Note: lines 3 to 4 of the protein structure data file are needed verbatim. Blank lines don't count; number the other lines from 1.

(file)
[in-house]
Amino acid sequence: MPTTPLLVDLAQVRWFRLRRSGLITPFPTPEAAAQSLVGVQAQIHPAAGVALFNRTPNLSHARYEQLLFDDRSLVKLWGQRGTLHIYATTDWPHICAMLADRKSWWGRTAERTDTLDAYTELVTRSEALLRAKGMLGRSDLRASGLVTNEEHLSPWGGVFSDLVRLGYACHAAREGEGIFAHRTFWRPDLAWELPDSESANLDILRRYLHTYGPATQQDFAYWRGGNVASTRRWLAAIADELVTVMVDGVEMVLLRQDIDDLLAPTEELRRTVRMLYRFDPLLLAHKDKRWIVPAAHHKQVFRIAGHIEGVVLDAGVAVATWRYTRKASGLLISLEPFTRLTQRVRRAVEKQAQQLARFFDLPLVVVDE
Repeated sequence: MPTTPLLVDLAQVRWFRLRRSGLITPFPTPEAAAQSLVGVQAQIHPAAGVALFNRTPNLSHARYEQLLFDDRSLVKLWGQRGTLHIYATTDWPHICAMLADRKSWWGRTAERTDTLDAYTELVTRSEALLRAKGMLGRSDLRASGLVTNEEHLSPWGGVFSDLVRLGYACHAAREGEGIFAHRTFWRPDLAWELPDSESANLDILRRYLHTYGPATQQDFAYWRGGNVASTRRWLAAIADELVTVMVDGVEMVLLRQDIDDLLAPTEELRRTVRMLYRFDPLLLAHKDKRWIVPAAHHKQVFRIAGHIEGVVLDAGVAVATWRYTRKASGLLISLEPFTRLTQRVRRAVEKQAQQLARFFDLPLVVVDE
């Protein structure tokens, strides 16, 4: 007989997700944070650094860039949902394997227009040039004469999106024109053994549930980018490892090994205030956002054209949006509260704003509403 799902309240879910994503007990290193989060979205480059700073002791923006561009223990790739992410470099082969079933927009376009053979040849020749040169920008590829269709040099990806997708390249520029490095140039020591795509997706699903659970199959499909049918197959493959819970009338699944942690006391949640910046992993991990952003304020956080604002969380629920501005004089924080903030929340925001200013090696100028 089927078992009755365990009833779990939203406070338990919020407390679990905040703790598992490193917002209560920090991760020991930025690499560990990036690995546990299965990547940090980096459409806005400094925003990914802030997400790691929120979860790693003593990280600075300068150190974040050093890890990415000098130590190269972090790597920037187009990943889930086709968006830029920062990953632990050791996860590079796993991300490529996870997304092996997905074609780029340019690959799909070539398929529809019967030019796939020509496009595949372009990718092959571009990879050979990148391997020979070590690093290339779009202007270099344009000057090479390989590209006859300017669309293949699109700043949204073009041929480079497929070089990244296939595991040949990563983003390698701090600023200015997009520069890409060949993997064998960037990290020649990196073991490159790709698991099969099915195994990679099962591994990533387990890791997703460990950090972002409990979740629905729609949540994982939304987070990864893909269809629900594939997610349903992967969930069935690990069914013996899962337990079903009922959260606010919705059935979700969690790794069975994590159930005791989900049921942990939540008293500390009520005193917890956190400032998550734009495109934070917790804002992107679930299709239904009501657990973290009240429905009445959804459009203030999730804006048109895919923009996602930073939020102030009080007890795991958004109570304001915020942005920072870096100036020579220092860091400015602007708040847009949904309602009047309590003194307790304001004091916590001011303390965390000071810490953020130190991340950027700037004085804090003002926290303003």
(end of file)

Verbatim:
Repeated sequence: MPTTPLLVDLAQVRWFRLRRSGLITPFPTPEAAAQSLVGVQAQIHPAAGVALFNRTPNLSHARYEQLLFDDRSLVKLWGQRGTLHIYATTDWPHICAMLADRKSWWGRTAERTDTLDAYTELVTRSEALLRAKGMLGRSDLRASGLVTNEEHLSPWGGVFSDLVRLGYACHAAREGEGIFAHRTFWRPDLAWELPDSESANLDILRRYLHTYGPATQQDFAYWRGGNVASTRRWLAAIADELVTVMVDGVEMVLLRQDIDDLLAPTEELRRTVRMLYRFDPLLLAHKDKRWIVPAAHHKQVFRIAGHIEGVVLDAGVAVATWRYTRKASGLLISLEPFTRLTQRVRRAVEKQAQQLARFFDLPLVVVDE
């Protein structure tokens, strides 16, 4: 007989997700944070650094860039949902394997227009040039004469999106024109053994549930980018490892090994205030956002054209949006509260704003509403 799902309240879910994503007990290193989060979205480059700073002791923006561009223990790739992410470099082969079933927009376009053979040849020749040169920008590829269709040099990806997708390249520029490095140039020591795509997706699903659970199959499909049918197959493959819970009338699944942690006391949640910046992993991990952003304020956080604002969380629920501005004089924080903030929340925001200013090696100028 089927078992009755365990009833779990939203406070338990919020407390679990905040703790598992490193917002209560920090991760020991930025690499560990990036690995546990299965990547940090980096459409806005400094925003990914802030997400790691929120979860790693003593990280600075300068150190974040050093890890990415000098130590190269972090790597920037187009990943889930086709968006830029920062990953632990050791996860590079796993991300490529996870997304092996997905074609780029340019690959799909070539398929529809019967030019796939020509496009595949372009990718092959571009990879050979990148391997020979070590690093290339779009202007270099344009000057090479390989590209006859300017669309293949699109700043949204073009041929480079497929070089990244296939595991040949990563983003390698701090600023200015997009520069890409060949993997064998960037990290020649990196073991490159790709698991099969099915195994990679099962591994990533387990890791997703460990950090972002409990979740629905729609949540994982939304987070990864893909269809629900594939997610349903992967969930069935690990069914013996899962337990079903009922959260606010919705059935979700969690790794069975994590159930005791989900049921942990939540008293500390009520005193917890956190400032998550734009495109934070917790804002992107679930299709239904009501657990973290009240429905009445959804459009203030999730804006048109895919923009996602930073939020102030009080007890795991958004109570304001915020942005920072870096100036020579220092860091400015602007708040847009949904309602009047309590003194307790304001004091916590001011303390965390000071810490953020130190991340950027700037004085804090003002926290303003």